Under Article 1 Section 8 of the US Constitution, the decision of war is the decision of congress, not the president. George Bush has not given congress the right of decision on this issue. He fears he would publicly be unsupported and even run the risk of being declared unconstitutional by the senate. He has instead relied on manipulating two other authorities. The first is the backing of congress given over a decade ago for the Gulf War. It is incomprehensible to think that George Bush could use this legislation to provide authority for another war on Iraq.

The second piece of authority is the anti-Terrorism legislation passed in the aftermath of 9/11. This gives the government right to deal with terrorism by any means necessary. For this to be grounds for a war, the US also had to prove that Iraq was involved in terrorism. “Terrorism – the systematic use of violence as a means to intimidate or coerce societies or governments” Jefferson’s dictionary The only sensible justification for a pre-emptive strike is the threat from terrorism on USA. Colin Powell delivered a completely unsubstantiated possible link between Al-Quaeda and Iraq.

It is essential that we bear in mind that even if it is possible that there are individual terrorists inside Iraq, that unless they are receiving aid from the state, that nothing can be done. The USA can only apply for extradition of individual terrorists. There are terrorists in every country, including the USA and Britain; this cannot be ground for war. There is no more likelihood of Al-Quaeda cells operating in Iraq than there is in any Arabic country in the Middle-East. In fact, there is virtually no possibility of Saddam Hussain having any links to Al-Quaeda.

The Islam faith is secular, it consists of differing factions. Saddam Hussain is ‘baathist’ a type of ‘Sunni’, a small culture based in his hometown. Essentially it is unthinkable to link Al-Quaeda and Osama Bin Laden’s ‘Shiite’ movements with Saddam Hussain’s regime. The FBI and CIA have also strenuously played down these links. It is clear that the USA is abusing the paranoia over terrorism since 9/11 as propaganda to win support from its population for this war on Iraq. The war on Iraq will soothe American wounds over 9/11 after their ineptitude to find Osama Bin Laden.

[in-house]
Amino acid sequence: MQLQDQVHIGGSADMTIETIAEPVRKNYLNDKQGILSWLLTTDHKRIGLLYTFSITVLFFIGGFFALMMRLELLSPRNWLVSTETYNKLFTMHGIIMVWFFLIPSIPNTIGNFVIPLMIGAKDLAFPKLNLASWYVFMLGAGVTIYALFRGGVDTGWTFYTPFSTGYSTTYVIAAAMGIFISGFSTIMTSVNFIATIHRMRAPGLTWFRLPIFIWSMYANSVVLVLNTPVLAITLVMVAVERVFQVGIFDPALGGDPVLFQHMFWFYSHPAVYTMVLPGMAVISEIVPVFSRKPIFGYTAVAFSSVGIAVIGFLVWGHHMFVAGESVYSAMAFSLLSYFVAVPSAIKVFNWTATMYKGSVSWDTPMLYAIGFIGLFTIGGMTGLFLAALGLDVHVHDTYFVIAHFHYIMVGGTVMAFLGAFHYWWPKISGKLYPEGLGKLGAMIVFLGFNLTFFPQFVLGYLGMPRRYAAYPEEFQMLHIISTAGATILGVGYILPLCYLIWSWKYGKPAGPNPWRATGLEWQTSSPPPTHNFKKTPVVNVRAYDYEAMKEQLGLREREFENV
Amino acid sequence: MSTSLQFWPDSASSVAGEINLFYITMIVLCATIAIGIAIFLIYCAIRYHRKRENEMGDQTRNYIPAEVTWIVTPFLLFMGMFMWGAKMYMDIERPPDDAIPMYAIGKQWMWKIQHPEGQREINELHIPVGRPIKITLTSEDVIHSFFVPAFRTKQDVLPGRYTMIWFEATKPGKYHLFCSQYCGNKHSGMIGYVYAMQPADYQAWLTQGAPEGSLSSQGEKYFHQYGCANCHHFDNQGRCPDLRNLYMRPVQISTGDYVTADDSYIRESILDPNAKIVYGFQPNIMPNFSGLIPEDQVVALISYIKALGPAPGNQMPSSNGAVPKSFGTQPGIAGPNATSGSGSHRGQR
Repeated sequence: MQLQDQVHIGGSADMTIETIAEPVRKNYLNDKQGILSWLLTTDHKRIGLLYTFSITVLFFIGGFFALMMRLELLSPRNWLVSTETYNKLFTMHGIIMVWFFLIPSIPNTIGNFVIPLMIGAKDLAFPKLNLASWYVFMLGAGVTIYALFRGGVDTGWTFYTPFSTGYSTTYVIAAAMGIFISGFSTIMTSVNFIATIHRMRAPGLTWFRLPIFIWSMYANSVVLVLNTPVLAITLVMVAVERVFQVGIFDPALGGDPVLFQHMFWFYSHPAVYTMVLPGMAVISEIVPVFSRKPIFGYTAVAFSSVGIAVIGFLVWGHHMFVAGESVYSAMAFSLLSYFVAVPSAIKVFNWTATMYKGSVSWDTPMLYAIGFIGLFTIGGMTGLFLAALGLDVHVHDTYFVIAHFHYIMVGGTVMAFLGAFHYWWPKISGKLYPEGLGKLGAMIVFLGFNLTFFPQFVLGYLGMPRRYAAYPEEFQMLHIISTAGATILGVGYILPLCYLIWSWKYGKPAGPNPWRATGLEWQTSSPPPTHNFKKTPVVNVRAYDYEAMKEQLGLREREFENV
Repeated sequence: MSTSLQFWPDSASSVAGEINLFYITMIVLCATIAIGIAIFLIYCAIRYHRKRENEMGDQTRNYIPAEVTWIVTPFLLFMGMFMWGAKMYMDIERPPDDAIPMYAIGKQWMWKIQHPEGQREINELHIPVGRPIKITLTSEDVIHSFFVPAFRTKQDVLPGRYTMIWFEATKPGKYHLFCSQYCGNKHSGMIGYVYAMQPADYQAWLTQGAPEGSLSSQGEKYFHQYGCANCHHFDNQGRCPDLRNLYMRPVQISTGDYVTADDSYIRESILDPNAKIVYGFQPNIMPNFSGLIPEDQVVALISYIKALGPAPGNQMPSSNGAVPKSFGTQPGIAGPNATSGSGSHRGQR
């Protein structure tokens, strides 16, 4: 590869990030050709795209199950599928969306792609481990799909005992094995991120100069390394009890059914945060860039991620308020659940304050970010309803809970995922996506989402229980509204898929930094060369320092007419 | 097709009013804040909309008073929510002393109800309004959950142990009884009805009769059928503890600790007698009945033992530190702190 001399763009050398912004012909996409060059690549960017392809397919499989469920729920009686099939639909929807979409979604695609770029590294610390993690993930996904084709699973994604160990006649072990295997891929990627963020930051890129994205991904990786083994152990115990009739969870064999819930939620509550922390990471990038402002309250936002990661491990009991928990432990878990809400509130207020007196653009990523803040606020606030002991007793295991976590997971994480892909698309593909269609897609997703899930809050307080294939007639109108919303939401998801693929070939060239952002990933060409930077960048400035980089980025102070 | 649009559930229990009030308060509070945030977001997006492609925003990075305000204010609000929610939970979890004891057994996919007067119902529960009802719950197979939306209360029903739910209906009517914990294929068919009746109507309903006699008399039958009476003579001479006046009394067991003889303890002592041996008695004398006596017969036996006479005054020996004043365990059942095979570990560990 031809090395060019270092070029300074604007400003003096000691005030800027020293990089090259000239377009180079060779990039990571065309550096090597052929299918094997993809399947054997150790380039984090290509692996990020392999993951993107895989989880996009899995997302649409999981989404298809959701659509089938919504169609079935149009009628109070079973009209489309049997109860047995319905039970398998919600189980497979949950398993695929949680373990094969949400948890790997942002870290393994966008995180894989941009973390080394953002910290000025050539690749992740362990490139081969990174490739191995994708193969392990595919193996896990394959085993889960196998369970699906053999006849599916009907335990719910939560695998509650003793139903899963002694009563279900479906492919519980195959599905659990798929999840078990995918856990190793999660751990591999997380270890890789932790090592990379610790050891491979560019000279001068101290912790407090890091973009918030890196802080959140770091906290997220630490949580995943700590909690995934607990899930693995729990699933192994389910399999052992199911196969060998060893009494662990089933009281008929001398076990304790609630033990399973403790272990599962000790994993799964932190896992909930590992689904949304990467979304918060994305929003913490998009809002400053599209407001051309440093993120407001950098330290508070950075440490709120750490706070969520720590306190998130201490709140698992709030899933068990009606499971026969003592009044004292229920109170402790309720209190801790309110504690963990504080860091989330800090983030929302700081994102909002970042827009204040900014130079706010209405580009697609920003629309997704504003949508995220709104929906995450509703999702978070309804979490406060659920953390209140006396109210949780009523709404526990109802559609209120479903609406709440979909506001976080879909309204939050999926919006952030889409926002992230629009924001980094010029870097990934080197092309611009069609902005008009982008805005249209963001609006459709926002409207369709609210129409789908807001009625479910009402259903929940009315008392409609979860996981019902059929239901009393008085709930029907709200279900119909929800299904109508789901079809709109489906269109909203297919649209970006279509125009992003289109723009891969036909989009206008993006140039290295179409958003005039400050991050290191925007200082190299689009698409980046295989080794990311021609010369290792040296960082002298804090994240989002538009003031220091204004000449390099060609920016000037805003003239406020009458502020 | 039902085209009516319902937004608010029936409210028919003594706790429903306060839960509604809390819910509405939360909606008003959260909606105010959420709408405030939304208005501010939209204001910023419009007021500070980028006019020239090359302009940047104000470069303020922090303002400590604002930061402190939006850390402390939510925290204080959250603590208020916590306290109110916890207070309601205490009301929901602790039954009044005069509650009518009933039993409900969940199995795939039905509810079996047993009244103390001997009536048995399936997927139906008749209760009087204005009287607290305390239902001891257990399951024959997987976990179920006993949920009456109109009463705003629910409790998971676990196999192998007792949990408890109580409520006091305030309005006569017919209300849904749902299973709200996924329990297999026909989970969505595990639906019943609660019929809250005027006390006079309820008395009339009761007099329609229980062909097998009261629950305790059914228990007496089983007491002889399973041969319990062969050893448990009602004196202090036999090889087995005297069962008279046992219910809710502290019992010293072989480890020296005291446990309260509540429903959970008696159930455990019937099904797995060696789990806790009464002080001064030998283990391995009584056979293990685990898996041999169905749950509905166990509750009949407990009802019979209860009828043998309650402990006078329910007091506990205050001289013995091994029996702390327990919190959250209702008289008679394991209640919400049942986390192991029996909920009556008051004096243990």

It is alarmingly true that the USA as a state fits the above definition of terrorism much more so than Iraq does. Incredibly, a war would be of immense benefit to Saddam Hussain. Because of America’s mobilisation of troops and it’s reiteration of threats to use weapons of mass destruction, including perhaps nuclear weapons against Iraq, and the lack of a UN resolution, Saddam Hussein is more than within his rights to launch a pre-emptive strike on the USA. Once the war begins, he gains even greater capacity.

War will inevitably lead to the withdrawal of weapons inspectors, note that in 1998 inspectors were not expelled, but withdrawn by Bill Clinton before his bombing campaign. Being waged war against, Saddam will have some justification for restarting the development of weapons of mass destruction under the pretext of national defence. As it stands at the moment, the threat of war is enough to keep Saddam in line. If war begins, then Saddam will have no reason not to use any weapons he has to their full capability. A war will only serve to further the cause of terrorists.

It will only ignite Arabic extremism in Iraq and all the surrounding countries. It will only increase the hatred for America and Britain. It will provide excellent propaganda and a basis for terrorist groups to build on. In a situation where America is so wary and paranoid about terrorism, it is crazy to think that it will go to war and almost certainly give rise to new waves of terrorism. Brent Scowcroft, former NSA said war on Iraq “could turn the whole region into a cauldron and, thus, destroy the war on terrorism.

” It is impossible to see how a war on Iraq will weaken terrorism. It will certainly cause great numbers of Arabs to dislike America, in key ally states such as Saudi Arabia and Iran. The real motive for war is that America wants a ‘regime change’ in Iraq. It wants Saddam Hussein removed at leader. This is all that America wants and is it’s primary aim in war. If it can remove Saddam Hussein, it would not think twice about angering Arabic masses or leaving weapons for a new regime. However, the idea of a ‘regime change’ is not something that the USA has any right to carry out.

“Our position is that whatever grievances a nation may have, however objectionable it finds the status quo, aggressive warfare is an illegal means for settling those grievances or for altering those conditions. ” Supreme Court Justice Robert Jackson, the American prosecutor at the Nuremberg trials, This precedent reflects UN status and clearly states that the USA has no grounds for a war on Iraq, especially under the pretext of a ‘regime change’. It is true that Iraq and its people may be better off without Saddam Hussein, but it is neither the responsibility nor the place of the USA to do that.